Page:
The Pension vs. 401k Debate Harms Teachers

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This post originally appeared on TeacherPensions.org.

Each year, around 150,000 new teachers are hired to work in American public schools. Those teachers might not pay much attention to their retirement except to note that they’re enrolled in their state’s pension plan. A “pension plan” sounds good, safe, and secure, much better than “risky” 401k plans typically offered in the private sector.

This is a dangerous and flawed misperception. Of the 150,000 new teachers, slightly more than half won’t stick around long enough to qualify for the pension they were promised. They’ll get their own contributions back, but in most states, they won’t earn any interest on those contributions, and they won’t be eligible for any of the sizable contributions their employers made on their behalf.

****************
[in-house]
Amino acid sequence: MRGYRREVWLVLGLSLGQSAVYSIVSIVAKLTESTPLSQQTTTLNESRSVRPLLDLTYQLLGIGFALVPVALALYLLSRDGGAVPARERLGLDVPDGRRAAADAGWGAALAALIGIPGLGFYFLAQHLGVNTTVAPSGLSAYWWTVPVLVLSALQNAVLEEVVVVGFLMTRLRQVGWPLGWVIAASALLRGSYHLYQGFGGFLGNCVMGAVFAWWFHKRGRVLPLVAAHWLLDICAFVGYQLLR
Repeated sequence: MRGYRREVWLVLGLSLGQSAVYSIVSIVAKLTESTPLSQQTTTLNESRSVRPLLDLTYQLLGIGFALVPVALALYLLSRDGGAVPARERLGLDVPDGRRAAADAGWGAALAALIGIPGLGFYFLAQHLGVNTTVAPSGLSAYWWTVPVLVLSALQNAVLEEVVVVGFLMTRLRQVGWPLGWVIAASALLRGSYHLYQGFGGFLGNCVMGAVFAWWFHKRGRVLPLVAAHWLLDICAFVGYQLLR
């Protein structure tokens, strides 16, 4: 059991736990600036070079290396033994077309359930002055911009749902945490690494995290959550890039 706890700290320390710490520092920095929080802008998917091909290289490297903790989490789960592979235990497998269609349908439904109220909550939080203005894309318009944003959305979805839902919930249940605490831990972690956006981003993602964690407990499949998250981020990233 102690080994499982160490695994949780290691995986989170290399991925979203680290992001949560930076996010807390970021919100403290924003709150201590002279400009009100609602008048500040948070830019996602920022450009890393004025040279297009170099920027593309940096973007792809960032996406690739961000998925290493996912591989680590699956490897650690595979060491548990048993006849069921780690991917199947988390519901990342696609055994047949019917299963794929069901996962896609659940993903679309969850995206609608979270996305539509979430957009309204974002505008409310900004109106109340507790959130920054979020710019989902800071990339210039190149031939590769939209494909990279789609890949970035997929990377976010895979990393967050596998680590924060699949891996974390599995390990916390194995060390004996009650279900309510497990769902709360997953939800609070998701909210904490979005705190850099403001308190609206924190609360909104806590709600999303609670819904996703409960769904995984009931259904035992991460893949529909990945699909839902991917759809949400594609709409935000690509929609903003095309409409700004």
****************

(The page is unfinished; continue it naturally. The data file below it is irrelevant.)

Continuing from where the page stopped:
These teachers are worse off than if they had been in a 401k plan. The federal government has laws governing private-sector retirement plans to ensure that workers start earning retirement benefits early in their careers, but those laws do not cover state and local governments. Teachers are left exposed to the whims of state legislators, and during tight budget times, states cut benefits for new teachers. Today, nearly every state makes teachers wait longer to qualify for their pension than private-sector workers wait for employer benefits from 401k plans. Four states require seven- or eight-year waiting periods (called “vesting” requirements) and 15 states, including populous ones like Illinois, Maryland, New Jersey, and New York, withhold all employer contributions for teachers until 10 years of service. In these states, teachers could work up to nine years without any form of employer-provided retirement savings. This would be illegal in the private sector.

Teachers are often told they’re trading lower salaries while they work for higher job security and more generous benefits. But that trade only works well for teachers who actually stick around until retirement. Most don’t. Most teachers get the worst of both worlds—they earn lower salaries while they work and they forfeit thousands of dollars in lost retirement savings when they leave. Check out our report, Hidden Penalties, to see how many teachers are affected in your state and how much they’re losing.

 

Photo by gfpeck via Flickr CC License

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